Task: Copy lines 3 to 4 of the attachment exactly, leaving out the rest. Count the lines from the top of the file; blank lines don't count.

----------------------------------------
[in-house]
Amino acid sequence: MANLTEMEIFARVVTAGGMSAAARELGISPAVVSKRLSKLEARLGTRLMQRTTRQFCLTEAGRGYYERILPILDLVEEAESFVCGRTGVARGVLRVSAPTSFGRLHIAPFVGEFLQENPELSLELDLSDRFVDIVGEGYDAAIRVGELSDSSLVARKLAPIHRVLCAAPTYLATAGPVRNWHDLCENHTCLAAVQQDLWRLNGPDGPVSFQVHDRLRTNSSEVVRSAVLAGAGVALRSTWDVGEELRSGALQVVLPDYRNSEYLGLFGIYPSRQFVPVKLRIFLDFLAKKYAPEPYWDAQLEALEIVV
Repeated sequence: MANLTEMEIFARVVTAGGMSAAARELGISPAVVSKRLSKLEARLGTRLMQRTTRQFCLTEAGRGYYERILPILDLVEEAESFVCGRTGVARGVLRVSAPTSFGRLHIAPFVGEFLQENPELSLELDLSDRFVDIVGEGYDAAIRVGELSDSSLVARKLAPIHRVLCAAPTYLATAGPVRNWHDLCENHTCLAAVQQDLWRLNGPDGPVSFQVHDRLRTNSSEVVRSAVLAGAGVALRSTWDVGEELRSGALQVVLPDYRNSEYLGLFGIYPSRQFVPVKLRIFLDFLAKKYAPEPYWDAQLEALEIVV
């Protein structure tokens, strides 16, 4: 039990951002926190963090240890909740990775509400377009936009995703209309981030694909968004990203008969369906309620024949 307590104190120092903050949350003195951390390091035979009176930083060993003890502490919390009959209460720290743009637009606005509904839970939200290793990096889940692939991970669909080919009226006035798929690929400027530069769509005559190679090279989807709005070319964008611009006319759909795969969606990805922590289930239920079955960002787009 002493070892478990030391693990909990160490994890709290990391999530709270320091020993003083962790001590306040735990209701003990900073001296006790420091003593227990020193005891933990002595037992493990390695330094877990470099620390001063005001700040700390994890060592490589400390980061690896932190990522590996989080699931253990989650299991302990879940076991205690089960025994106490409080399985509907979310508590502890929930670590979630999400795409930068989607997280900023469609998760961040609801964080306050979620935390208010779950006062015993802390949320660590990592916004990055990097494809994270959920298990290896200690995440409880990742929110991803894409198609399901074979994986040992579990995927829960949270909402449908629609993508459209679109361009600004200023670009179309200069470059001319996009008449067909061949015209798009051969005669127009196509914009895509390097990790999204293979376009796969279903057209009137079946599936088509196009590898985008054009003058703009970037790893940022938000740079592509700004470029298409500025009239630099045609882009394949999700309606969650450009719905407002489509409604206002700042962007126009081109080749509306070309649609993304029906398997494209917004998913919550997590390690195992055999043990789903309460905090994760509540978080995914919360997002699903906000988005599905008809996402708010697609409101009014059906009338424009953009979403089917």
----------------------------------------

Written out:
Repeated sequence: MANLTEMEIFARVVTAGGMSAAARELGISPAVVSKRLSKLEARLGTRLMQRTTRQFCLTEAGRGYYERILPILDLVEEAESFVCGRTGVARGVLRVSAPTSFGRLHIAPFVGEFLQENPELSLELDLSDRFVDIVGEGYDAAIRVGELSDSSLVARKLAPIHRVLCAAPTYLATAGPVRNWHDLCENHTCLAAVQQDLWRLNGPDGPVSFQVHDRLRTNSSEVVRSAVLAGAGVALRSTWDVGEELRSGALQVVLPDYRNSEYLGLFGIYPSRQFVPVKLRIFLDFLAKKYAPEPYWDAQLEALEIVV
């Protein structure tokens, strides 16, 4: 039990951002926190963090240890909740990775509400377009936009995703209309981030694909968004990203008969369906309620024949 307590104190120092903050949350003195951390390091035979009176930083060993003890502490919390009959209460720290743009637009606005509904839970939200290793990096889940692939991970669909080919009226006035798929690929400027530069769509005559190679090279989807709005070319964008611009006319759909795969969606990805922590289930239920079955960002787009 002493070892478990030391693990909990160490994890709290990391999530709270320091020993003083962790001590306040735990209701003990900073001296006790420091003593227990020193005891933990002595037992493990390695330094877990470099620390001063005001700040700390994890060592490589400390980061690896932190990522590996989080699931253990989650299991302990879940076991205690089960025994106490409080399985509907979310508590502890929930670590979630999400795409930068989607997280900023469609998760961040609801964080306050979620935390208010779950006062015993802390949320660590990592916004990055990097494809994270959920298990290896200690995440409880990742929110991803894409198609399901074979994986040992579990995927829960949270909402449908629609993508459209679109361009600004200023670009179309200069470059001319996009008449067909061949015209798009051969005669127009196509914009895509390097990790999204293979376009796969279903057209009137079946599936088509196009590898985008054009003058703009970037790893940022938000740079592509700004470029298409500025009239630099045609882009394949999700309606969650450009719905407002489509409604206002700042962007126009081109080749509306070309649609993304029906398997494209917004998913919550997590390690195992055999043990789903309460905090994760509540978080995914919360997002699903906000988005599905008809996402708010697609409101009014059906009338424009953009979403089917």